SMUGGLING IN CORNWALL
Smuggling in Cornwall.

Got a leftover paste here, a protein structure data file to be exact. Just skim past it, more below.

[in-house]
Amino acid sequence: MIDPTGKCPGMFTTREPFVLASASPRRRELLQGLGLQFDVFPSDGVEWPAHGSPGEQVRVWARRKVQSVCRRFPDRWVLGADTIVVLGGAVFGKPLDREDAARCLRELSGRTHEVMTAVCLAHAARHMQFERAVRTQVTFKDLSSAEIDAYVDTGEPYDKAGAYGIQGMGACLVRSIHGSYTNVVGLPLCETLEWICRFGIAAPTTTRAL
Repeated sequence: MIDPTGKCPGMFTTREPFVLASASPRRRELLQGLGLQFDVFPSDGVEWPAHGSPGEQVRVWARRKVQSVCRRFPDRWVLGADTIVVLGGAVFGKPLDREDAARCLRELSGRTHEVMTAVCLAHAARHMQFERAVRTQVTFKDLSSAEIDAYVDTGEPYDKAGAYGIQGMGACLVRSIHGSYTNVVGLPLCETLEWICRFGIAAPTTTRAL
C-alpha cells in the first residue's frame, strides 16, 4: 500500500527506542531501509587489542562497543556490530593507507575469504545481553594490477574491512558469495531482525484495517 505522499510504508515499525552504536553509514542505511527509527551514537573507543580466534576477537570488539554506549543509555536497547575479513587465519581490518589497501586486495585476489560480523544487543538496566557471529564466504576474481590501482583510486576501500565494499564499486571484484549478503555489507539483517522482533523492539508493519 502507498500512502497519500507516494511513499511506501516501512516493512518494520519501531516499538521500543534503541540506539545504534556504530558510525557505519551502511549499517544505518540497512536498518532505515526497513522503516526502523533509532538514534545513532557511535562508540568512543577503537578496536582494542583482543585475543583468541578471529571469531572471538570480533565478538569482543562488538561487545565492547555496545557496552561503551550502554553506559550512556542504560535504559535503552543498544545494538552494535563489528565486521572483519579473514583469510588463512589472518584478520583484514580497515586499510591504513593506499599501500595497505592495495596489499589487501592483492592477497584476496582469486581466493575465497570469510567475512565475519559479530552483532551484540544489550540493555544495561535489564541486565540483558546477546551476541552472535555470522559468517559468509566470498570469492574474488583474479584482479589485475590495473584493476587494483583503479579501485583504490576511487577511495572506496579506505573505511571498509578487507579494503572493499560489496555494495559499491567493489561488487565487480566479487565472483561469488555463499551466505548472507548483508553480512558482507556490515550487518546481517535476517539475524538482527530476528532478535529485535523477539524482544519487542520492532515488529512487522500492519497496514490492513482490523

Smuggling in Cornwall: An Illustrated History tells the story of the smuggling trade that flourished in Cornwall during the eighteenth and nineteenth centuries. Cornwall’s extensive coastline and isolated location made it possible for large quantities of rum, brandy, gin, tea and tobacco to be shipped across from Guernsey and brought ashore in secluded coves. Repeated attempts by Revenue officers to seize contraband goods were invariably thwarted; even when a smuggler was caught red-handed, it was rare for a Cornish jury to convict him. But in 1798, the murder of a Customs officer by one of the crew of a smuggling vessel named the Lottery led to the establishment of the coastguard service and the eventual decline of the smuggling trade.